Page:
Douglas County officials are getting ready for a major renovation project later this year, completely removing an old roof and installing a new one on the Judicial and Law Enforcement Center.
The project is expected to cost $625,000, but county commissioners agreed Wednesday not to go out for bids. Instead, the contract will go to Garland Co. of Cleveland, Ohio, a supplier that that has an exclusive arrangement through an organization that offers prenegotiated contracts for a large variety of supplies and services to state and local governments throughout the country.
The organization, U.S. Communities, founded in 1999, allows more than 55,000 local governments and educational institutions to piggyback on contracts that previously would have gone through competitive bids.
In addition to Douglas County, both the Lawrence school district and the city of Lawrence belong to U.S. Communities and have used it for a variety of projects, including contracting with Garland for roofing projects—even though Garland is typically more expensive than other suppliers.
"Typically it's higher (and) it's got a longer warranty," said Kirk Hinnergardt of Diamond-Everly Roofing Contractors, which installed a Garland roof on Kennedy School last year. "Their warranties are pretty user-friendly, but they are higher than everybody else."
Local officials say using the cooperative arrangement for new roofing saves them time and expense, especially on large, complicated projects for which local agencies lack the in-house expertise to manage a competitive bid process.
“It's very complex when you get into it,” said Jackie Waggoner, purchasing director for Douglas County. “We've never taken a roof down to the deck, and that's what we'd be doing in this case. We have all of our core 24-7 operations in that building.”
Waggoner said the alternative would have been to hire an outside project manager with expertise in roofing contracts and to have that firm interview several different roofing companies. She estimated that would have added $45,000 to $60,000 to the cost of materials and installation.
But Mike Greenamyre, owner of American Roofing in Leavenworth, said he believes local governments end up paying more because Garland uses what are often called “proprietary bid specifications,” meaning when it only hires local contractors who are approved to install the company's products, and they only use Garland's name-brand materials, even when equivalents are available from other suppliers.
The result, he said, is that the only thing being competitively bid on a local project is the cost of the labor.
Greenamyre was upset recently when he was unable to bid on roofing projects with the Lawrence school district because it is using the U.S. Communities master contract with Garland for a number of upcoming roof projects at Lawrence High School and Schwegler School.
"So the school district takes the low bid of the labor," he said. "Then they go to the material column that nobody gets to see. There's no competition in this. So the salesman of the product goes down and says, 'We're going to need this many rolls of this, and this many rolls of that,' and they add it all up. And if they're over budget, they just discount it until it's right to the budget."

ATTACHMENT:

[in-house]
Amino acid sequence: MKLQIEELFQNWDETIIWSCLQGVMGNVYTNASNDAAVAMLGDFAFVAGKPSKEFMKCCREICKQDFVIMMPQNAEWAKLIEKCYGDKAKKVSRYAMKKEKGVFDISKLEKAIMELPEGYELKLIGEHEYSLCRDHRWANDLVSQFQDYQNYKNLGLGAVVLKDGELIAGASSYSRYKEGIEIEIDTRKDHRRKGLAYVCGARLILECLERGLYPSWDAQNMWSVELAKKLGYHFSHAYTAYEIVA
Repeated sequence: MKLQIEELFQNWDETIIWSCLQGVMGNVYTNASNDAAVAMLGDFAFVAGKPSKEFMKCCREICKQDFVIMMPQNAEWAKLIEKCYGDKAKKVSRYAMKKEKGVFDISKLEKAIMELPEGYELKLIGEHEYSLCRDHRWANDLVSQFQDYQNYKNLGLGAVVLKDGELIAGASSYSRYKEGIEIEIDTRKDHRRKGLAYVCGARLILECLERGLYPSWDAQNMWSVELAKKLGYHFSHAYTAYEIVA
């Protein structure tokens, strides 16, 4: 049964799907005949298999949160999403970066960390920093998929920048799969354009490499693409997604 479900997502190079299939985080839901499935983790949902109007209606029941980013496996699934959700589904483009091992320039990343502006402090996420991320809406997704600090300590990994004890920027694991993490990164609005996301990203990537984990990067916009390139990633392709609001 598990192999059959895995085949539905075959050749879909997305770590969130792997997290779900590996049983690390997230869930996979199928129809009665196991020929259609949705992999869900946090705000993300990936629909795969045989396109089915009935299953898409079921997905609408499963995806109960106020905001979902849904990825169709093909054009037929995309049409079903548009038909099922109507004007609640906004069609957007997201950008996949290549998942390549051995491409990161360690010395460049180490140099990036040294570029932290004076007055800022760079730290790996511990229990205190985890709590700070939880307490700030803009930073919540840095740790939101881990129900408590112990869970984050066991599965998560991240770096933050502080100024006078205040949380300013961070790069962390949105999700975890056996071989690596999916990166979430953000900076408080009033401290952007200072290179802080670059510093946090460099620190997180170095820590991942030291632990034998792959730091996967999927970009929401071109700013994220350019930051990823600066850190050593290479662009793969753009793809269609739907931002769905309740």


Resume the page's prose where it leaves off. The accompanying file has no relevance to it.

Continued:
But Kyle Hayden, assistant superintendent for business and operations for the Lawrence schools, said that's how many roofing companies operate.
"Garland's not the only one doing it," Hayden said. "Their competitors are doing the same thing. It's just a matter of district preference a lot of times."
Hayden said that since 2004, the school district has used U.S. Communities contracts for a wide range of big-ticket items, ranging from computers and telecommunications equipment to office supplies—even the artificial turf on high school football fields.
He said the district has no hard and fast rules about when it uses U.S. Communities as opposed to seeking competitive bids. “I think it just depends on preferences a lot of times, and sometimes history plays into that and what you've had success with, and what you may not have had success with.”
But Hayden said he doubts that the district will use the U.S. Communities contracts much on projects that would be funded through the proposed $92.5 million bond issue that will be voted on Tuesday, because that's a large enough set of projects to justify hiring an outside project manager to handle the bidding.
Lawrence city manager David Corliss said the decision often comes down to balancing the desire to get competitive bids whenever possible with a desire to get products or services that are known to have strong track records.
“Our strongest desire is to always competitively bid projects, but sometimes we can get as good of a project, or better, through other selection means,” he said.
Earlier this year, a bill was introduced in the Kansas Legislature to prohibit local governments from using proprietary bid specifications.
Senate Bill 150 was a response to one of the recommendations from Gov. Sam Brownback's School Efficiency Task Force. It would have prohibited local governments from using bid specifications that favored one product or manufacturer by setting unreasonable requirements. That bill, however, did not pass out of the Senate Committee on Ethics, Elections and Local Government.